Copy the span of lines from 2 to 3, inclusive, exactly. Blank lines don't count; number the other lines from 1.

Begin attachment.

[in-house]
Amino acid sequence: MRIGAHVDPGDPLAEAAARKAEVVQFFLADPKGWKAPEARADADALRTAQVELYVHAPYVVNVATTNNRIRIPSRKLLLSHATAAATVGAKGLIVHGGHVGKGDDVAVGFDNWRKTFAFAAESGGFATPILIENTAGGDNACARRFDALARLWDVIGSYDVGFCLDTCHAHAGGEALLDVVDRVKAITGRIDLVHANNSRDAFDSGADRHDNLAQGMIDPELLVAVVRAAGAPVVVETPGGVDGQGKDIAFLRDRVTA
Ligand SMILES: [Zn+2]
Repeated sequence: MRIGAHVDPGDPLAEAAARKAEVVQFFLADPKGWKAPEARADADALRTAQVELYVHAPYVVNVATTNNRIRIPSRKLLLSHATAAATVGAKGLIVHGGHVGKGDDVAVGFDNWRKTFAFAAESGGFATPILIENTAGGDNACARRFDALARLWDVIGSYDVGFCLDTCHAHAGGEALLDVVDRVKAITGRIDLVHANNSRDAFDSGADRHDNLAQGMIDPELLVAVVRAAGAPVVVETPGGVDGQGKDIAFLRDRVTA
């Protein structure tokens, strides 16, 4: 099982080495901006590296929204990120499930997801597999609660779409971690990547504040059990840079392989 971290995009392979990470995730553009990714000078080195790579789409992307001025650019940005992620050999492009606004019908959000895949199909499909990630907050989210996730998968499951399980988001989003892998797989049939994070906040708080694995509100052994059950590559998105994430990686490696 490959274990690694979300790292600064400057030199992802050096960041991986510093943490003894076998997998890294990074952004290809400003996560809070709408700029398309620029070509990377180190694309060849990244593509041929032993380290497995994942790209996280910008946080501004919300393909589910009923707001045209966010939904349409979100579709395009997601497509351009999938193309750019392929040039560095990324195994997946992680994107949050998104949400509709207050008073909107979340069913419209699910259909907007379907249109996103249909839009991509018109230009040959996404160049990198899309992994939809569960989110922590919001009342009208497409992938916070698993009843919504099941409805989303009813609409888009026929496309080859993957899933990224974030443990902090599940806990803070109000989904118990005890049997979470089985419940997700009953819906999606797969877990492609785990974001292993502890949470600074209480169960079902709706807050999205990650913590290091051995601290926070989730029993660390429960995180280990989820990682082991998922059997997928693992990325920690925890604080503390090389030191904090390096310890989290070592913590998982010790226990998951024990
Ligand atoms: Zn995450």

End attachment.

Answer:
Amino acid sequence: MRIGAHVDPGDPLAEAAARKAEVVQFFLADPKGWKAPEARADADALRTAQVELYVHAPYVVNVATTNNRIRIPSRKLLLSHATAAATVGAKGLIVHGGHVGKGDDVAVGFDNWRKTFAFAAESGGFATPILIENTAGGDNACARRFDALARLWDVIGSYDVGFCLDTCHAHAGGEALLDVVDRVKAITGRIDLVHANNSRDAFDSGADRHDNLAQGMIDPELLVAVVRAAGAPVVVETPGGVDGQGKDIAFLRDRVTA
Ligand SMILES: [Zn+2]